When you're still paying off an auto loan, your lender is a lienholder. This means that until the loan is paid off, you're not the only one with a legal claim to your vehicle. What does it really mean when your lender has a lien on your car?
What's a Lien?
A lien helps creditors recover money if a borrower stops making payments. It gives the creditor a right to possession of property until the debt on that property is paid in full. There are two types of liens: voluntary and involuntary. When you sign a car loan contract, you're entering into a voluntary lien.
A voluntary lien is something that you've agreed to. Typically, there’s language in a contract that lists your lender as a security interest, or secured interest, in your vehicle. This doesn't mean they can come and take your car for no reason, but it does mean they can take it by repossession if you default.
Otherwise, having a lien on your vehicle doesn't impact you in any significant way unless you need to trade it in or sell it before you're finished paying for your car.
Trading In a Car With a Lien
When you need to trade in your car and there's still a lienholder listed on the title, the lienholder needs to be removed before the title can be transferred to another party.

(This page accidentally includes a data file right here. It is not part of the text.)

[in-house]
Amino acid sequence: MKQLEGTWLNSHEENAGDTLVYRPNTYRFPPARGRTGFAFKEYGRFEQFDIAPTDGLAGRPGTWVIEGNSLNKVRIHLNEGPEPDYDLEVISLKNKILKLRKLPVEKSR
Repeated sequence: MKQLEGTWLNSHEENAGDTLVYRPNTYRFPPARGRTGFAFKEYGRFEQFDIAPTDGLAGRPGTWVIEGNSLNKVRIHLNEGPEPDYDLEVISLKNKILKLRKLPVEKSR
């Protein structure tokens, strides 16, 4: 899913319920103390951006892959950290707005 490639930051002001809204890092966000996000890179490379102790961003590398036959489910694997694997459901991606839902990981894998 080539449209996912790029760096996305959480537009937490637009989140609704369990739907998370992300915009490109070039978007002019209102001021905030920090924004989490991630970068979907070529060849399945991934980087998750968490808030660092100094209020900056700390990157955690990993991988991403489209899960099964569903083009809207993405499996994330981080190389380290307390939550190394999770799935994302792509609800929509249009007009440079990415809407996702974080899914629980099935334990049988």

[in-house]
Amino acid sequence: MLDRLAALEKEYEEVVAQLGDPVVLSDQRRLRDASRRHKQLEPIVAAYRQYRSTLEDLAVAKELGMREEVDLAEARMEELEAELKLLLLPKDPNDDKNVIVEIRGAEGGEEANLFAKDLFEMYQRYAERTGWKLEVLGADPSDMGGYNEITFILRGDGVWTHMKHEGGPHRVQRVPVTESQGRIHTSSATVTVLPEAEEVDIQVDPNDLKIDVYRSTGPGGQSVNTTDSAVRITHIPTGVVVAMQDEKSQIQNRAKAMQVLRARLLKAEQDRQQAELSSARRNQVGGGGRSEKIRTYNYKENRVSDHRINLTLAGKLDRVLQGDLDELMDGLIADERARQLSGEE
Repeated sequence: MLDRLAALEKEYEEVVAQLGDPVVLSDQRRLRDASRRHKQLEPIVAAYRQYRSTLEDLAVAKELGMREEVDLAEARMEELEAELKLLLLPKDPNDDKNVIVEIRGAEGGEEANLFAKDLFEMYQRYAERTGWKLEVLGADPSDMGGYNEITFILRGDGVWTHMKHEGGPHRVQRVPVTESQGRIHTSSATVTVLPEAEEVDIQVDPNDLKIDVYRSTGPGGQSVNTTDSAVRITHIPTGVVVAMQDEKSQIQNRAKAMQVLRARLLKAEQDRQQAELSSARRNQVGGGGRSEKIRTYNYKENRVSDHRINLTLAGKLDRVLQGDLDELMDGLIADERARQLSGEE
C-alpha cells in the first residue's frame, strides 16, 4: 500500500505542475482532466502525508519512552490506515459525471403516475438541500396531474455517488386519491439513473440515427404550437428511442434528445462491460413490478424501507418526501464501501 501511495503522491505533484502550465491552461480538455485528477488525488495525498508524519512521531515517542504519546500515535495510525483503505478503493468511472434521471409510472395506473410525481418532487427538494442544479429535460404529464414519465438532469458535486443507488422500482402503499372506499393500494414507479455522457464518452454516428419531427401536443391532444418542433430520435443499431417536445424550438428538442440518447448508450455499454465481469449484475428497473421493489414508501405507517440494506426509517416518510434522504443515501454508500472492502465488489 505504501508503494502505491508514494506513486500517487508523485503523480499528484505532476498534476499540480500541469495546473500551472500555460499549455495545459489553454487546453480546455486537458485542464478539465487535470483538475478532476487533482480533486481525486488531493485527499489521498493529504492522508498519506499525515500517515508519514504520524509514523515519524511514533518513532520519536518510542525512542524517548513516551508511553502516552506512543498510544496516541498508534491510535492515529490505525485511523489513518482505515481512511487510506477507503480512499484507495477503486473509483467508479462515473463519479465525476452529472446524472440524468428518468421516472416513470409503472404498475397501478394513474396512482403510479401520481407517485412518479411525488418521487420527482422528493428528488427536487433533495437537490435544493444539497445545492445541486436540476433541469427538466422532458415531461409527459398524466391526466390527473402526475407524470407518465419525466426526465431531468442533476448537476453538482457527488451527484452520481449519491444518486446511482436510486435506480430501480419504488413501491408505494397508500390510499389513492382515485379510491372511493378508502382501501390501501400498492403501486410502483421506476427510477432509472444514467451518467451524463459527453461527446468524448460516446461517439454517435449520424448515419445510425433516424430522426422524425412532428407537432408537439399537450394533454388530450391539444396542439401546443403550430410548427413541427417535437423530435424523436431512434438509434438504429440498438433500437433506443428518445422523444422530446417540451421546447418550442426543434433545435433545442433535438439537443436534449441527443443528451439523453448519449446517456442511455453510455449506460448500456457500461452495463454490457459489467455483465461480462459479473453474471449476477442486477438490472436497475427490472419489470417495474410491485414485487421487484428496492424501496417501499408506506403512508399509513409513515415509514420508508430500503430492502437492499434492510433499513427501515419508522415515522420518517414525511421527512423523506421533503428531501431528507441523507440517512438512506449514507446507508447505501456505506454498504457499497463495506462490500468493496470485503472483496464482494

If your vehicle's actual cash value (ACV) is more than you owe on your loan, then you're in an equity position. This means the dealer where you're trading in your car pays the lender the loan balance (and the rest to you or put toward your next purchase), and the lien is removed from the title so it can be transferred to the next owner.
If your vehicle is worth less than what you owe, you're in a negative equity position. This means that the value of your car doesn't cover the amount owed to your lender. In order to remove your lender as a lienholder, you have to pay the difference between the ACV and what your lender is owed.
Sometimes, if you're unable to pay the difference, the lender on your next auto loan allows you to roll over the negative equity from your previous loan, adding it to your new loan balance. When this is done, your previous loan is paid off, and the new lender is listed as a lienholder on your new vehicle.
Finding Your Next Vehicle
Now that you know what a lien is, and that you have to remove it before trading in or selling a car, you also need to know where to go to find your next vehicle, especially if you're looking for a bad credit lender.
Here at Auto Credit Express, we can help with that. We're teamed up with a nationwide network of special finance dealerships that have the lenders available to assist people who are struggling with unique credit situations.
Don't spend time outside that you don't need to. Instead, find a dealer for your next loan right from the comfort of home with our help. To get the process started, simply fill out our fast, free, and no-obligation auto loan request form, and we'll get to work matching you with a dealership in your area.